There are, however, limits to the doctrine of equivalents. During the back and forth of the application stage, owners and the USPTO argue about certain elements of the prospective patent. Courts prevent patent owners from going back and claiming protection for claims that they had to give up during the application stage. If a claim is made or amended during the application of the patent to avoid prior art, then the patent owner can't argue infringement on that clam. If the patent owner can prove, however, that the amendment was made for a reason other than avoiding prior art and it was not meant to be surrendered, then the owner can a still argue infringement under the Doctrine of Equivalents.Is there anyways for me to see the process of the patent application and see what claim has been amended?
Expert:  Attorney2 replied 1 year ago.

Let me opt out for another attorney to assist you. I am having too many issues with the site and do I not want to delay a response any further.

Customer: replied 1 year ago.
thanks
Customer: replied 1 year ago.
hellO?
Expert:  Attorney2 replied 1 year ago.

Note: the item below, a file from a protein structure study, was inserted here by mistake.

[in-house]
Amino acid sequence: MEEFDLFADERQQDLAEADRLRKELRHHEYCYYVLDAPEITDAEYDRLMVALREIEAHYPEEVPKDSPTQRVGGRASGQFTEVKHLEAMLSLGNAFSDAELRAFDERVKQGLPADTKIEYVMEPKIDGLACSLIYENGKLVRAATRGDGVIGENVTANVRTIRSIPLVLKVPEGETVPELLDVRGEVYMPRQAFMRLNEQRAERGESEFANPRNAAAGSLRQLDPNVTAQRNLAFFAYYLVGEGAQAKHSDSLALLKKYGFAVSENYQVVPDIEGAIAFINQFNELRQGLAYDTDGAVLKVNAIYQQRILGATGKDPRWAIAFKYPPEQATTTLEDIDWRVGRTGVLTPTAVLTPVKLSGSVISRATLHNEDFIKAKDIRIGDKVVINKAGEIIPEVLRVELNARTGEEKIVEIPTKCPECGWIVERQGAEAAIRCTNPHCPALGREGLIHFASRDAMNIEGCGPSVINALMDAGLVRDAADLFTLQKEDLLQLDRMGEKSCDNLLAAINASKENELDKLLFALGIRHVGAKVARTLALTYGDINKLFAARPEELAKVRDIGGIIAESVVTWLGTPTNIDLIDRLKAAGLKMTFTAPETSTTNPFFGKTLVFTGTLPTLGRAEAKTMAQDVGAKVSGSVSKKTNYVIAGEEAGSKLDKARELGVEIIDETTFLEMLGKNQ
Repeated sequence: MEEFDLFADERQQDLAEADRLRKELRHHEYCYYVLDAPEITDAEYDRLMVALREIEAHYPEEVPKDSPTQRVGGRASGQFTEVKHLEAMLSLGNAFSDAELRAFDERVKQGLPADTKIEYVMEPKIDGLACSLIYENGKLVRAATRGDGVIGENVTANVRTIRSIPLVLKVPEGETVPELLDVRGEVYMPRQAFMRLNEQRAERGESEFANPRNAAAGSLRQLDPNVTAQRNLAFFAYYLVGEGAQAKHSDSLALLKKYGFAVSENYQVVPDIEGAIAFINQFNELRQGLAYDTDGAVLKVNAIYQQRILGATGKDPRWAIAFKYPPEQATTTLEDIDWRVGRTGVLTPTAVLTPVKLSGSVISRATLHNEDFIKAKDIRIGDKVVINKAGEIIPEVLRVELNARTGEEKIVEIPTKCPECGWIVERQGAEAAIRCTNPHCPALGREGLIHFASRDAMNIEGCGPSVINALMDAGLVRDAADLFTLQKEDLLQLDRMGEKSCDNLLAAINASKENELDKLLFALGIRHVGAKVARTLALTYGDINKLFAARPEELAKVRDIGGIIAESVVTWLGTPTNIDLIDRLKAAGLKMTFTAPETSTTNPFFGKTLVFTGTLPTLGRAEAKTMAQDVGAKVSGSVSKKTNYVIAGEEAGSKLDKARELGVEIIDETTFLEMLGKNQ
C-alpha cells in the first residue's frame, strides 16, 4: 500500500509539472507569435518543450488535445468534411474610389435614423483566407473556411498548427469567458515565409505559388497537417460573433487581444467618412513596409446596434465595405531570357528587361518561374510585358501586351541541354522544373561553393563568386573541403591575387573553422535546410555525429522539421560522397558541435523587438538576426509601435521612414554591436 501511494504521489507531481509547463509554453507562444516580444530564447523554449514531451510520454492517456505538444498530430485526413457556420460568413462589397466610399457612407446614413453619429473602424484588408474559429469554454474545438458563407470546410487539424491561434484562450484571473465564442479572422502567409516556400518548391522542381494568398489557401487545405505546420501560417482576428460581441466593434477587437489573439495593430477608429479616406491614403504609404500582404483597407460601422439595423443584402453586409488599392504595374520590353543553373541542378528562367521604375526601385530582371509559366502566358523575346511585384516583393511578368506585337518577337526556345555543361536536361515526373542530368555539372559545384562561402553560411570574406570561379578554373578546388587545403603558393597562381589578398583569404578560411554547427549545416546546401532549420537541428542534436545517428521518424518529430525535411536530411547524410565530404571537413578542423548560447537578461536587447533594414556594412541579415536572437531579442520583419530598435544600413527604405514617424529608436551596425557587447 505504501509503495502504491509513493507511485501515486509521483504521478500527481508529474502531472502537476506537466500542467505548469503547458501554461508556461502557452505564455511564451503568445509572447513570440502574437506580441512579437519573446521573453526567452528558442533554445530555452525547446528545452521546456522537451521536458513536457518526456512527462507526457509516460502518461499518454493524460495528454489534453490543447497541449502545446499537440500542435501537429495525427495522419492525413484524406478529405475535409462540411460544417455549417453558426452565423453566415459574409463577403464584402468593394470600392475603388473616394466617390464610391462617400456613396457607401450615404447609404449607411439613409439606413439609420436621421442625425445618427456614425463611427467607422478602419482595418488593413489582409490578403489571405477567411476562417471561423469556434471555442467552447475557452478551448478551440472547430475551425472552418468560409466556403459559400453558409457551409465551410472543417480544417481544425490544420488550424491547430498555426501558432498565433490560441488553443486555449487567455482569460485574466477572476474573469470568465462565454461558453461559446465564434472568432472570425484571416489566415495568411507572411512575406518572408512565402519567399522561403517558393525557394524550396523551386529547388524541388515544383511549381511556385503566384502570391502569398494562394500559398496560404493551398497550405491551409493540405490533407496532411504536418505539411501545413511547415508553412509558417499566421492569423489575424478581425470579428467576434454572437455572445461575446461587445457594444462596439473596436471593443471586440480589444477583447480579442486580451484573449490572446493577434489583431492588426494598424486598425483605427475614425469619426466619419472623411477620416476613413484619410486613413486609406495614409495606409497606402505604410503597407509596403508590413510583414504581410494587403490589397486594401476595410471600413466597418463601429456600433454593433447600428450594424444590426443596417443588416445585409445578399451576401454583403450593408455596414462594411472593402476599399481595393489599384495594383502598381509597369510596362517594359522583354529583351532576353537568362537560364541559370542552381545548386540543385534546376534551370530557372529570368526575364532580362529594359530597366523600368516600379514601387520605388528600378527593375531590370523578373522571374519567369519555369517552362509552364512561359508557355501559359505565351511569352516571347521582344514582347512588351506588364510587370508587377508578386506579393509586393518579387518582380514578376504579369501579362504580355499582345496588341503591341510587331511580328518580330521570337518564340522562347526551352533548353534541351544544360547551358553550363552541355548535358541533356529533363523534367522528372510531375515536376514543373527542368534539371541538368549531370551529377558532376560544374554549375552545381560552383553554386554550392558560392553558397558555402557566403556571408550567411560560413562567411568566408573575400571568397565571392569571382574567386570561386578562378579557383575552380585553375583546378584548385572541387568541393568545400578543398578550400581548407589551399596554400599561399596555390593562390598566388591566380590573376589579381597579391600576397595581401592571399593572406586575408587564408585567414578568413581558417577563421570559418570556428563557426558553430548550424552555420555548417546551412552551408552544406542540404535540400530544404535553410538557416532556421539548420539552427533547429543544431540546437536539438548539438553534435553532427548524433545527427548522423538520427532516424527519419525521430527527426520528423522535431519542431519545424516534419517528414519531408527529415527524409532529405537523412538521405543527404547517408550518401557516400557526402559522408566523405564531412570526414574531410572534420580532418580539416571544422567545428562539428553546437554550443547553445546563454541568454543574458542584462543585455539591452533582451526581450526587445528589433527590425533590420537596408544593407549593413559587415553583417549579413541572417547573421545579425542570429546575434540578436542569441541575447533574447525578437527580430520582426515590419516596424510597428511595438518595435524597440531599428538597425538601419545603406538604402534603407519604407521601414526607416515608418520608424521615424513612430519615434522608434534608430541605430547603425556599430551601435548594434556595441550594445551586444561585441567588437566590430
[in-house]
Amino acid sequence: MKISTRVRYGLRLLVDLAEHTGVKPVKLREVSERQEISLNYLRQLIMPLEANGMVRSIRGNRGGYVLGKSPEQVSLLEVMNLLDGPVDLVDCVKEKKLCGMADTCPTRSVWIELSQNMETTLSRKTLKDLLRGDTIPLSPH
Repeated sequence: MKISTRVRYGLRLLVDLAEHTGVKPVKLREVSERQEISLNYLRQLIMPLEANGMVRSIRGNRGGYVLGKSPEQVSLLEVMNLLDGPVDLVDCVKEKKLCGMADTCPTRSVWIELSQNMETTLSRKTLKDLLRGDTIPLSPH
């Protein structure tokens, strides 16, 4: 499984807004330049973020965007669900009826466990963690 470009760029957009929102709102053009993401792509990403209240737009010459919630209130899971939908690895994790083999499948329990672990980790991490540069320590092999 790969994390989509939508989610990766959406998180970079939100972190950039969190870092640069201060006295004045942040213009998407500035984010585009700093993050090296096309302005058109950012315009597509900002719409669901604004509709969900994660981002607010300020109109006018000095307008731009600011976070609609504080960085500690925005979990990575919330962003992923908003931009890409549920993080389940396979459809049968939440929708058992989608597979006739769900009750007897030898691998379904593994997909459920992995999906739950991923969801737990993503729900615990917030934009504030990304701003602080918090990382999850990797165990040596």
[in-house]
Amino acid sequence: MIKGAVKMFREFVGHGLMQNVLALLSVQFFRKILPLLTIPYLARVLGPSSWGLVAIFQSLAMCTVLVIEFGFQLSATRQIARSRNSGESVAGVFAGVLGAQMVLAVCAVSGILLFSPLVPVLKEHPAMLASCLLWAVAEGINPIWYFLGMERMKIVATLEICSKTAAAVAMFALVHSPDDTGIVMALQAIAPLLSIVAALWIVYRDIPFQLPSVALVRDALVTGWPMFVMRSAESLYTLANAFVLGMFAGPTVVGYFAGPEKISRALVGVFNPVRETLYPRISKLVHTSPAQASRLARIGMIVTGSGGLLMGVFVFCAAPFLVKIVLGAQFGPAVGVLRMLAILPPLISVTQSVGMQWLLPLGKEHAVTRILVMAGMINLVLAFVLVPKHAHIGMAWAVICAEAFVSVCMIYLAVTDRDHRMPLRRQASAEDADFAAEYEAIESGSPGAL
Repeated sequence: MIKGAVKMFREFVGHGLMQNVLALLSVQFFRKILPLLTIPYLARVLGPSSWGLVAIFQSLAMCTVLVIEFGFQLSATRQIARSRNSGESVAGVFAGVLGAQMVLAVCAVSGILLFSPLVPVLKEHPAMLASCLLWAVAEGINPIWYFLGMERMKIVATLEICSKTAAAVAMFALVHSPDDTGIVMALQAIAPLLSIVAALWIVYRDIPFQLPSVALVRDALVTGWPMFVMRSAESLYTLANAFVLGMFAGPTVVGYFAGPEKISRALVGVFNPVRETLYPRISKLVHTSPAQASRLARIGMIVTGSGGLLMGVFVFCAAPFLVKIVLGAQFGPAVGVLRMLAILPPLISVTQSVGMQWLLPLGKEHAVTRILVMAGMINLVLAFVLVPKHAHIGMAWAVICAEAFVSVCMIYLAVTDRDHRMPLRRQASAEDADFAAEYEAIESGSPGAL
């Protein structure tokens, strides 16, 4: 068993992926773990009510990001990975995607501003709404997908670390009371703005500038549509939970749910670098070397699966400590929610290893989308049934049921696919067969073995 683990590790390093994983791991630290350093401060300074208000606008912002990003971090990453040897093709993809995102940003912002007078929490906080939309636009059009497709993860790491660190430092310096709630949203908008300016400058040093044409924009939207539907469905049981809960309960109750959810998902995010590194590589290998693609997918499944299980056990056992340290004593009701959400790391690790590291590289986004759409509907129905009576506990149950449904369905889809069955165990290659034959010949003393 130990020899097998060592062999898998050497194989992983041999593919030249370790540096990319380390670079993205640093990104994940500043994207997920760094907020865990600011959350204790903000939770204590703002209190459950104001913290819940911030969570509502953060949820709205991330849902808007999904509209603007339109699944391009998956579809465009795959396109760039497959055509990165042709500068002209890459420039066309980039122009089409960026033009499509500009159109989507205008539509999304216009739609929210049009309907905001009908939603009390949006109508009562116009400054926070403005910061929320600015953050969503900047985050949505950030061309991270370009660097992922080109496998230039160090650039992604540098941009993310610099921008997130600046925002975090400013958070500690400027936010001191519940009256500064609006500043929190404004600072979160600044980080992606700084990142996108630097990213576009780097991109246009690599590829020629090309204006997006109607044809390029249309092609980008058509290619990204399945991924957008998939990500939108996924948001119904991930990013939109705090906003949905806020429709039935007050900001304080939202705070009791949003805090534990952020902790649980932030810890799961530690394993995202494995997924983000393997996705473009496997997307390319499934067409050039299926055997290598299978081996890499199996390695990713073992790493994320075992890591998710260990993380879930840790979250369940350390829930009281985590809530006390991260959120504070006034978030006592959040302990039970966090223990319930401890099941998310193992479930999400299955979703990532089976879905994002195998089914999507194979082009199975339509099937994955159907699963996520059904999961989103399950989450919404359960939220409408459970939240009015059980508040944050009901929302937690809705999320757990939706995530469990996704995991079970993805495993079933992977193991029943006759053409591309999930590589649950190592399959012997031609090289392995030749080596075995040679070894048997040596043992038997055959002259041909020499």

Please do not respond as that removes the question. I will again place you in the open questions link. Please do not respond. Thank you for using JA!

Expert:  Law Educator, Esq. replied 1 year ago.
Thank you for your question. I look forward to working with you to provide you the information you are seeking for educational purposes only.
I am a DIFFERENT CONTRIBUTOR.
Your previous contributor was right about the infringement and doctrine of equivalents. In order for you to avoid the patent infringement claims it would have to be a completely new improvement on the existing device. You could seek to obtain a substitution or addition patent on the fact you have made the existing patented device better or more efficient. The device has to provide you a worthwhile competitive advantage. An addition patent is adding something new to an existing device. A substitution patent is taking a previously used part and putting in something new to make the device better.
Also, you have to be concerned that they have multiple parts patented, so while you can change one piece and likely get an improvement patent on this piece, the remainder of the device being unchanged can cause you to be infringing still.
This is something where your entire design has to be reviewed in depth by a local patent attorney side by side the original to determine conclusively if you could succeed in obtaintin a new patent.